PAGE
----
While #ETF’s may offer low fees, stock brokers often charge clients a management fee to select funds on their behalf.  Holding a large number of ETFs can lead to over-diversified and potentially inappropriate portfolio diversification in relation to clients’ risk tolerance.

Alternative Asset Classes
Over the past few years, there has been growing interest in ‘alternative assets’ such as hedge funds and private equity funds. These funds often promise higher returns than public equity markets and paradoxically, lower risk. Not surprisingly, many have failed to deliver either. 

 Hedge and Private Equity fund managers typically charge clients based on a ‘2 and 20’ fee structure: an annual management fee of 2% of assets, plus 20% of profits above a pre-set threshold. This means managers have a big incentive to take on more risk. They also share those fees with stock brokers who sell their funds. 

How can you protect yourself from the many conflicts of interest inherent in the brokerage business? 

In each of these cases, there is a potential conflict of interest between the clients’ best interest and stock brokers’ incentives to earn higher fees. The OSC is reviewing the potential benefits of imposing a fiduciary, or ‘best interest’ duty on stock brokers.  Not surprising, their self-regulating body, the Investment Industry Association of Canada (IIAC) is resisting this initiative. 

At Sprung Investment Management, we are discretionary investment managers, not stock brokers. We are independent of any bank or broker and our only source of revenue comes directly from our clients. We do not receive any kind of commissions or trailer fees from stock brokers or fund managers. We are committed to meeting a fiduciary duty. A fiduciary duty or best interest standard (already the norm for lawyers, accountants and some other professionals) is a legal requirement that we put the client’s interests first. Our investments are made in your best interest.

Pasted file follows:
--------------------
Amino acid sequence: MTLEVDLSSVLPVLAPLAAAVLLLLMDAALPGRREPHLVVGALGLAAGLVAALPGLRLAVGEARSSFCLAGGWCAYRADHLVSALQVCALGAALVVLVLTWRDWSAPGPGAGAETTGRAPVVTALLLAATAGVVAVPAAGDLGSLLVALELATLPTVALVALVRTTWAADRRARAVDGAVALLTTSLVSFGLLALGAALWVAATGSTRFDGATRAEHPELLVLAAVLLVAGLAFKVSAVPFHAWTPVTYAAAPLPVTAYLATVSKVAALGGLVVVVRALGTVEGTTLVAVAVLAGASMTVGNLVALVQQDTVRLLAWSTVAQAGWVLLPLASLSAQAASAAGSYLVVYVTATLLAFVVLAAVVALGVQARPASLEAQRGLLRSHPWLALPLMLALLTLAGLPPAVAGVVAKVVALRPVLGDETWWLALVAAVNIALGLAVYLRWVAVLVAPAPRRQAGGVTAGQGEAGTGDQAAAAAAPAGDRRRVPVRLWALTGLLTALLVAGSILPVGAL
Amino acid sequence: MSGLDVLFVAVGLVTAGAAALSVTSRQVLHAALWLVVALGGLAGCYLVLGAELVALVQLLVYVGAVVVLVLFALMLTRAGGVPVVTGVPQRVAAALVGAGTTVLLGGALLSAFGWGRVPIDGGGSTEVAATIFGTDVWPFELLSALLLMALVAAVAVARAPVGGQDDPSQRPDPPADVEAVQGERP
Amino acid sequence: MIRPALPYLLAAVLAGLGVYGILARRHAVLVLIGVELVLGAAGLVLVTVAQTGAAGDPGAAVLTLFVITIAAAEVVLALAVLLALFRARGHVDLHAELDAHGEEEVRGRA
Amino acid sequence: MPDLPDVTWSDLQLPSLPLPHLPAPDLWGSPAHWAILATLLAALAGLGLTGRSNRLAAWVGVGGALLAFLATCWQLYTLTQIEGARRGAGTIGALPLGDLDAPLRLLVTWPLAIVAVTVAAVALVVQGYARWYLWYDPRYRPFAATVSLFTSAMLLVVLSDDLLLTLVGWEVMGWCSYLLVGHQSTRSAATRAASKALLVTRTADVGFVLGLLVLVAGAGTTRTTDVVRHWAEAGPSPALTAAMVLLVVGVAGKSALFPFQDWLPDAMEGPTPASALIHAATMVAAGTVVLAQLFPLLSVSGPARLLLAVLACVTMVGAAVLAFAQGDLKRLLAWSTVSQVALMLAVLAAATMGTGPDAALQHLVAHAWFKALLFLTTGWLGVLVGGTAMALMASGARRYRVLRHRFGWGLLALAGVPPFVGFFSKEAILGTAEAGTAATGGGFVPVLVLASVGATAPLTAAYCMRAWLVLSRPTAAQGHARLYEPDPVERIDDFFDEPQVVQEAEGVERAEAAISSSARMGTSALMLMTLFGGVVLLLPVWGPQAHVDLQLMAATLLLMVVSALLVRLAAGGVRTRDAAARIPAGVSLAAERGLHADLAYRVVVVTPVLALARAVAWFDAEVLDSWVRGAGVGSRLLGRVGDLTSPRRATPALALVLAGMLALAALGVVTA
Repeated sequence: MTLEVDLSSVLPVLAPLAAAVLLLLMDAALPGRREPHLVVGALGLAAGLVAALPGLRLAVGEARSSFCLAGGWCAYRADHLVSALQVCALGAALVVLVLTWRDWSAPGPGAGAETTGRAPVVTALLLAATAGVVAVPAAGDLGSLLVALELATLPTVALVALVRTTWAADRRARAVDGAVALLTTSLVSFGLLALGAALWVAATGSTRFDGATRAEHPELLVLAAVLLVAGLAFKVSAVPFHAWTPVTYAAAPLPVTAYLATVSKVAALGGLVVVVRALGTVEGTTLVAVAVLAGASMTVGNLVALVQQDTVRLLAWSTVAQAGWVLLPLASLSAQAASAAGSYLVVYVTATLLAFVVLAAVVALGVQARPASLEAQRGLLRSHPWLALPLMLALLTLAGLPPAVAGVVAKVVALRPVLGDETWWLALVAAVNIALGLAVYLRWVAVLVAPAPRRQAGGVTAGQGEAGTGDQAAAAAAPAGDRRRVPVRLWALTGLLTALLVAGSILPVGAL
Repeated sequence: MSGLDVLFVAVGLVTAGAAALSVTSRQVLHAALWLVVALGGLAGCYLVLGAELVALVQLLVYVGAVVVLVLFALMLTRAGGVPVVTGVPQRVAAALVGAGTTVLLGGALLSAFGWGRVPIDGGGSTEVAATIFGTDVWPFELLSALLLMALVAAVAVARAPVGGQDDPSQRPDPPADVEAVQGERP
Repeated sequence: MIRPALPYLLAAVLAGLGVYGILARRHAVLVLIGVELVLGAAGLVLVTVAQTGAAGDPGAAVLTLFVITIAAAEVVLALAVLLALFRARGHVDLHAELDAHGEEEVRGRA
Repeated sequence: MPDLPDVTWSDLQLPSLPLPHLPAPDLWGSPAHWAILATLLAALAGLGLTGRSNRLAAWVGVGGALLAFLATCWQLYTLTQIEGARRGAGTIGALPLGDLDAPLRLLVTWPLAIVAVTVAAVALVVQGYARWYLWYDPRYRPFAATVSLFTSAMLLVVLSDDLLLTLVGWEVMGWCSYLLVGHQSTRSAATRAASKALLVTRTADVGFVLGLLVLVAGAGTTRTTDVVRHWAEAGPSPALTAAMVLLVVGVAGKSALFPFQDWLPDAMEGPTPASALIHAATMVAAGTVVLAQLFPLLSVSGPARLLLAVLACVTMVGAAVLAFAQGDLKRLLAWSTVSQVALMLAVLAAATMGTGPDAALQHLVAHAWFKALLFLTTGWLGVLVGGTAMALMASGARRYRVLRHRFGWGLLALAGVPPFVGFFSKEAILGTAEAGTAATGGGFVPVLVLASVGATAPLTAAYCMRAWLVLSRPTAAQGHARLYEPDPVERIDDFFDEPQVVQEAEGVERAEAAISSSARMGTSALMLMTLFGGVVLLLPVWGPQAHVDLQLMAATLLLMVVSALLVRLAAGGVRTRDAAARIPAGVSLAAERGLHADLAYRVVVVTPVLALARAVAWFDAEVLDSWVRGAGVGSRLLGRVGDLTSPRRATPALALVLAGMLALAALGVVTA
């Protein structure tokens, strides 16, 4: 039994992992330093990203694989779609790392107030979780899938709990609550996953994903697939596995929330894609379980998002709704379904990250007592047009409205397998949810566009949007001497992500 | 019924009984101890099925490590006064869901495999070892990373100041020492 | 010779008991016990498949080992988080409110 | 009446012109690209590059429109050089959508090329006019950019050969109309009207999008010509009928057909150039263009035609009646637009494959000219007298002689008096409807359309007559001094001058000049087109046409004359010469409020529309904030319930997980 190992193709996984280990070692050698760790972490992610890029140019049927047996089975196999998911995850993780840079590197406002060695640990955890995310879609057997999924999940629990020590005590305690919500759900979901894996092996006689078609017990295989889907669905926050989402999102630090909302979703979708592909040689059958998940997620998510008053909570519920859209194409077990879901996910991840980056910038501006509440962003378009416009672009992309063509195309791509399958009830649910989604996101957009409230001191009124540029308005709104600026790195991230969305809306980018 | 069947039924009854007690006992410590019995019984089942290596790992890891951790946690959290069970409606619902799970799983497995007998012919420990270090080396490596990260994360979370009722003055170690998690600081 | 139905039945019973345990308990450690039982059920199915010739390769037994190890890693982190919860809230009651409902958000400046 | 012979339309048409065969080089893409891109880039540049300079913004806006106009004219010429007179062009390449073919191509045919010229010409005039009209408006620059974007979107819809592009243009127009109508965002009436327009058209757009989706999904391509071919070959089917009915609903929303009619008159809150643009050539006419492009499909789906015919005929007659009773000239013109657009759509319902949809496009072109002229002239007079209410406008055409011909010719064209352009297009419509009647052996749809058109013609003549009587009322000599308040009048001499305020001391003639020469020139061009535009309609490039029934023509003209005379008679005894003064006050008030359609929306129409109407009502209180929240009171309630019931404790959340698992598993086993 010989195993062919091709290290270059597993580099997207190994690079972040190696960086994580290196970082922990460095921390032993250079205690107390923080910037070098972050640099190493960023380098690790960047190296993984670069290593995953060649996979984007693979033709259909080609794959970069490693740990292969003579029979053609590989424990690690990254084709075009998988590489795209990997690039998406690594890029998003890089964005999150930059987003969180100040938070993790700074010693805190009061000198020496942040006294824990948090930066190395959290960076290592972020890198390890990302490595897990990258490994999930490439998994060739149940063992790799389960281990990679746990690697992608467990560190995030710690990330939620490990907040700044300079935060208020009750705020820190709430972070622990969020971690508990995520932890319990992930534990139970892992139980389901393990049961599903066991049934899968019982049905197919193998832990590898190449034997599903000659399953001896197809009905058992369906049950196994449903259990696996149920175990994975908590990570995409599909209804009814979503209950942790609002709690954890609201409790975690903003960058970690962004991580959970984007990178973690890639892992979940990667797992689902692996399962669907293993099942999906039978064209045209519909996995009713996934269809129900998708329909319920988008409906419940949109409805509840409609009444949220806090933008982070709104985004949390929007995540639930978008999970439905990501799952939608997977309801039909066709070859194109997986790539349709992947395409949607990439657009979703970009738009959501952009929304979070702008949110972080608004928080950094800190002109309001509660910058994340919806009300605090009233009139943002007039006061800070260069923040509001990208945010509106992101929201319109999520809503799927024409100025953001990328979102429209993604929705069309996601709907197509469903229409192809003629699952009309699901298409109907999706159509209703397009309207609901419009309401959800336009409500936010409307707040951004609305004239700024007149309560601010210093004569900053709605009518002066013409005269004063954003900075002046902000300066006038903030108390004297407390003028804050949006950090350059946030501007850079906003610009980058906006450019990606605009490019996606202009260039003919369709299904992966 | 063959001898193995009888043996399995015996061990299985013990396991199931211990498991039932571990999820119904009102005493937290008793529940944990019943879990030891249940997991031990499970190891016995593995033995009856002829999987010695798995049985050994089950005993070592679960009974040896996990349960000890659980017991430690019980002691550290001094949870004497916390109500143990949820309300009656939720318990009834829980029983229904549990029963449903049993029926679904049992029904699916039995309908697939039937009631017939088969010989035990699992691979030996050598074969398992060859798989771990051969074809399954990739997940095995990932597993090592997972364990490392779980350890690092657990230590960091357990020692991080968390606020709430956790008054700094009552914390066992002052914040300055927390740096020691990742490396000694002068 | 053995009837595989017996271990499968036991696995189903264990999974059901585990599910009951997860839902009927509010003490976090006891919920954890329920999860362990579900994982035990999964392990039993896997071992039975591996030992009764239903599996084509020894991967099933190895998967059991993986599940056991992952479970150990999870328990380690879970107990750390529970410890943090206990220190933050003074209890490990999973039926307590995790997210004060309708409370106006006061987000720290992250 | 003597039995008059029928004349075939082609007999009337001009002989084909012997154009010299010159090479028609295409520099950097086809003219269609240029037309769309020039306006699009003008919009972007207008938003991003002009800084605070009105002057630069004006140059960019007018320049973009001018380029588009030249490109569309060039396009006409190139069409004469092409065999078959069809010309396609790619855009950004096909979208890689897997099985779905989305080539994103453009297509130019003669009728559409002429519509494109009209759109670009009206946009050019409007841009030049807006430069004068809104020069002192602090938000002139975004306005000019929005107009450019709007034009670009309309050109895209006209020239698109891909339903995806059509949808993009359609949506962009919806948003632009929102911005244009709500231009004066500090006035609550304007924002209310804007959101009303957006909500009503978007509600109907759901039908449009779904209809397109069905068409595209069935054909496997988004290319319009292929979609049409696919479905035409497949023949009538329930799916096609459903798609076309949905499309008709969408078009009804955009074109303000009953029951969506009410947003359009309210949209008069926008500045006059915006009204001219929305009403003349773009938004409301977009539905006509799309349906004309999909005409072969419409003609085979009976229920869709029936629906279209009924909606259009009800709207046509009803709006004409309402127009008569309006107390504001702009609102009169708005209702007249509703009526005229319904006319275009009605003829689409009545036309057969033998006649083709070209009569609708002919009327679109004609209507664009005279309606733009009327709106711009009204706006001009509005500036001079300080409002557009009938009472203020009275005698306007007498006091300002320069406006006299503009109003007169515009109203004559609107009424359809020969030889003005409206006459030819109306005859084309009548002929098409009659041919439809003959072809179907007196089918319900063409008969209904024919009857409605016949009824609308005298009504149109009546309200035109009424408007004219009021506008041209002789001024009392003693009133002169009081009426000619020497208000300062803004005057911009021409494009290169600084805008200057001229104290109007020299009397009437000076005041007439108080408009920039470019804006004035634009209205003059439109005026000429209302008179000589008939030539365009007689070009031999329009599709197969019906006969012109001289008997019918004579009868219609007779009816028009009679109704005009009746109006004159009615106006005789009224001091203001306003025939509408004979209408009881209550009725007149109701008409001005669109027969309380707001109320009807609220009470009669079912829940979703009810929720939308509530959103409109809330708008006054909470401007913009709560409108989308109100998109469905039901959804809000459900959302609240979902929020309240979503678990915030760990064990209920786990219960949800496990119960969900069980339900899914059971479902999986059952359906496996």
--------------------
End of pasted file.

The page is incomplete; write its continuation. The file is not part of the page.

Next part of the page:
At Sprung, our investment management approach is based on the value investing principles developed by Benjamin Graham.  Graham explained that “the essence of investment management is the management of risks, not the management of returns.”  The management of risk begins when a new client joins us. You will meet directly with Michael Sprung and other members of our team. We take the time to get to know you in order to understand your investment objectives and risk tolerance.

Based on that understanding, we begin to build a portfolio that includes high quality stocks and investment grade bonds. Whereas mutual funds often hold a large number of stocks, our client portfolios typically hold 20 to 30. If you hold more, gains in any single stock will hardly affect the total value of your portfolio. If you hold fewer, losses in any single stock can have an adverse effect on your portfolio.
On the fixed-income side, we hold good quality investment grade bonds. We manage the duration of your holdings to reflect our view of the existing interest rate environment.

In summary, the benefits of portfolio management include:
• A personal relationship with the person who is actually making investment decisions on your behalf;
• Holding a well-diversified portfolio that properly reflects your risk tolerance and investment objectives;
• Avoiding the conflicts of interest inherent in the broker/ fund manager relationship;
• Transparency—no hidden fees or commissions;
• Lower cost.

Post has attachment
#CAE Inc. (TSE:CAE, Mkt cap 3.88B, P/E 22.01, Div/yield 0.06/1.63, EPS 0.67, Shares 263.19M) a Canada-based manufacturer of simulation equipment, has signed four contracts that will see the company supply training systems and services around the globe. The contracts have an aggregate value of over $140 million, the company said on its website.

One of the customers is the United States Navy, which has ordered four P-8A simulators in a deal through Boeing Co. The equipment is intended to support the Navy's expansion of its long-range anti-submarine warfare aircraft.
The Montreal-based firm will also sell an SW-4 helicopter full-flight simulator to the Polish Air Force School in Deblin, Poland. The simulator for the multi-role light utility helicopter will be delivered in 2016 to assist the Polish Air Force's training program for air force cadets. CAE considers Poland to be a promising market offering a variety of opportunities for simulation-based solutions, according to its group president for defence and security, Gene Colabatistto.
CAE has also been contracted to deliver on-site services to support the flight simulation activities of the German Air Force. This deal includes maintenance and logistics support for the German Forces' Tornado, C-160 Transall, P-3C Orion and Mk-41 Sea King flight simulators, as well as its pilot selection system.

A separate order came from Malaysia's PWN Excellence Sdn Bhd (PWN), an Authorized Synthetic Training Centre for AgustaWestland, which has a CAE 3000 Series AW139 full-flight simulator installed on its premises. This contract will see CAE providing lifecycle support and maintenance services for the simulator over the next ten years.
Wait while more posts are being loaded